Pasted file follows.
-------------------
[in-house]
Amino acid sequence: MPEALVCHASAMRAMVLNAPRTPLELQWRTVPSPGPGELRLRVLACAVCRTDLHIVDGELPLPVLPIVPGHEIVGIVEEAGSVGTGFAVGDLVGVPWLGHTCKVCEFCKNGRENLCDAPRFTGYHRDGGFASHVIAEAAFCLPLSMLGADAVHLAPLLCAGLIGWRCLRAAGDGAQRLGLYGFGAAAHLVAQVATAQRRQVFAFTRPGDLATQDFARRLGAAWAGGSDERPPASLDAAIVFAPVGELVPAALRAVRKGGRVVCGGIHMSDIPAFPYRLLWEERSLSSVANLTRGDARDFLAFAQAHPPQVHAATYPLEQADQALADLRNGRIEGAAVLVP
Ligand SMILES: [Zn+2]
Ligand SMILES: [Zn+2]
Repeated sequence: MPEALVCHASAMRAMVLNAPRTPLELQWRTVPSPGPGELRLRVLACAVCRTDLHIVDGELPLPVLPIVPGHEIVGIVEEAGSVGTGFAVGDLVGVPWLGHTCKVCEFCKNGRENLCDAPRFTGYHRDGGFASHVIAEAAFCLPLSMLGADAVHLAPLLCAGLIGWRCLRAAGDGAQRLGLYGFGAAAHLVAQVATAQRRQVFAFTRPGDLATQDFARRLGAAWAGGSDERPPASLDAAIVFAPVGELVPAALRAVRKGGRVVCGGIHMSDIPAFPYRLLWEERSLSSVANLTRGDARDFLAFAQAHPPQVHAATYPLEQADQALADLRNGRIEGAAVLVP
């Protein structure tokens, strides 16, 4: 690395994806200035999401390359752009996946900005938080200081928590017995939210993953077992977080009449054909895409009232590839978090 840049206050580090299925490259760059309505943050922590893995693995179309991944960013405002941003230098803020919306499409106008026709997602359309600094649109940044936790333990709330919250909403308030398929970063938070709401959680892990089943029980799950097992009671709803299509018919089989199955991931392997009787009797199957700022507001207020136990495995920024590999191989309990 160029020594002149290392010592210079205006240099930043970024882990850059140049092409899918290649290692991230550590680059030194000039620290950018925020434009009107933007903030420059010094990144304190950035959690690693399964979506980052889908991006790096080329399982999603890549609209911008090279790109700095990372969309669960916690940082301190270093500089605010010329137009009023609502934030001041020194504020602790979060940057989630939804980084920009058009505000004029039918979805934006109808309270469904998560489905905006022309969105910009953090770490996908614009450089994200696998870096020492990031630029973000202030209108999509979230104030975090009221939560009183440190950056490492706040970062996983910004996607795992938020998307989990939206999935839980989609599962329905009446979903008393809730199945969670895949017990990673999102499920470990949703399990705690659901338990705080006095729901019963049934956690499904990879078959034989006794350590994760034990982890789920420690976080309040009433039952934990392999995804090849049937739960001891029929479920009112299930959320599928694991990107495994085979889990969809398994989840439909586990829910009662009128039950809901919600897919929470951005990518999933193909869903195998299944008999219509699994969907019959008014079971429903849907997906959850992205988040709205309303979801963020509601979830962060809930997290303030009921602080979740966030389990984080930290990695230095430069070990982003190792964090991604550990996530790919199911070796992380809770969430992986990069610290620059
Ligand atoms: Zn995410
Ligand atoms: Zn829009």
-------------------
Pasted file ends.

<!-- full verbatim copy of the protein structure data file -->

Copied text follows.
[in-house]
Amino acid sequence: MPEALVCHASAMRAMVLNAPRTPLELQWRTVPSPGPGELRLRVLACAVCRTDLHIVDGELPLPVLPIVPGHEIVGIVEEAGSVGTGFAVGDLVGVPWLGHTCKVCEFCKNGRENLCDAPRFTGYHRDGGFASHVIAEAAFCLPLSMLGADAVHLAPLLCAGLIGWRCLRAAGDGAQRLGLYGFGAAAHLVAQVATAQRRQVFAFTRPGDLATQDFARRLGAAWAGGSDERPPASLDAAIVFAPVGELVPAALRAVRKGGRVVCGGIHMSDIPAFPYRLLWEERSLSSVANLTRGDARDFLAFAQAHPPQVHAATYPLEQADQALADLRNGRIEGAAVLVP
Ligand SMILES: [Zn+2]
Ligand SMILES: [Zn+2]
Repeated sequence: MPEALVCHASAMRAMVLNAPRTPLELQWRTVPSPGPGELRLRVLACAVCRTDLHIVDGELPLPVLPIVPGHEIVGIVEEAGSVGTGFAVGDLVGVPWLGHTCKVCEFCKNGRENLCDAPRFTGYHRDGGFASHVIAEAAFCLPLSMLGADAVHLAPLLCAGLIGWRCLRAAGDGAQRLGLYGFGAAAHLVAQVATAQRRQVFAFTRPGDLATQDFARRLGAAWAGGSDERPPASLDAAIVFAPVGELVPAALRAVRKGGRVVCGGIHMSDIPAFPYRLLWEERSLSSVANLTRGDARDFLAFAQAHPPQVHAATYPLEQADQALADLRNGRIEGAAVLVP
């Protein structure tokens, strides 16, 4: 690395994806200035999401390359752009996946900005938080200081928590017995939210993953077992977080009449054909895409009232590839978090 840049206050580090299925490259760059309505943050922590893995693995179309991944960013405002941003230098803020919306499409106008026709997602359309600094649109940044936790333990709330919250909403308030398929970063938070709401959680892990089943029980799950097992009671709803299509018919089989199955991931392997009787009797199957700022507001207020136990495995920024590999191989309990 160029020594002149290392010592210079205006240099930043970024882990850059140049092409899918290649290692991230550590680059030194000039620290950018925020434009009107933007903030420059010094990144304190950035959690690693399964979506980052889908991006790096080329399982999603890549609209911008090279790109700095990372969309669960916690940082301190270093500089605010010329137009009023609502934030001041020194504020602790979060940057989630939804980084920009058009505000004029039918979805934006109808309270469904998560489905905006022309969105910009953090770490996908614009450089994200696998870096020492990031630029973000202030209108999509979230104030975090009221939560009183440190950056490492706040970062996983910004996607795992938020998307989990939206999935839980989609599962329905009446979903008393809730199945969670895949017990990673999102499920470990949703399990705690659901338990705080006095729901019963049934956690499904990879078959034989006794350590994760034990982890789920420690976080309040009433039952934990392999995804090849049937739960001891029929479920009112299930959320599928694991990107495994085979889990969809398994989840439909586990829910009662009128039950809901919600897919929470951005990518999933193909869903195998299944008999219509699994969907019959008014079971429903849907997906959850992205988040709205309303979801963020509601979830962060809930997290303030009921602080979740966030389990984080930290990695230095430069070990982003190792964090991604550990996530790919199911070796992380809770969430992986990069610290620059
Ligand atoms: Zn995410
Ligand atoms: Zn829009």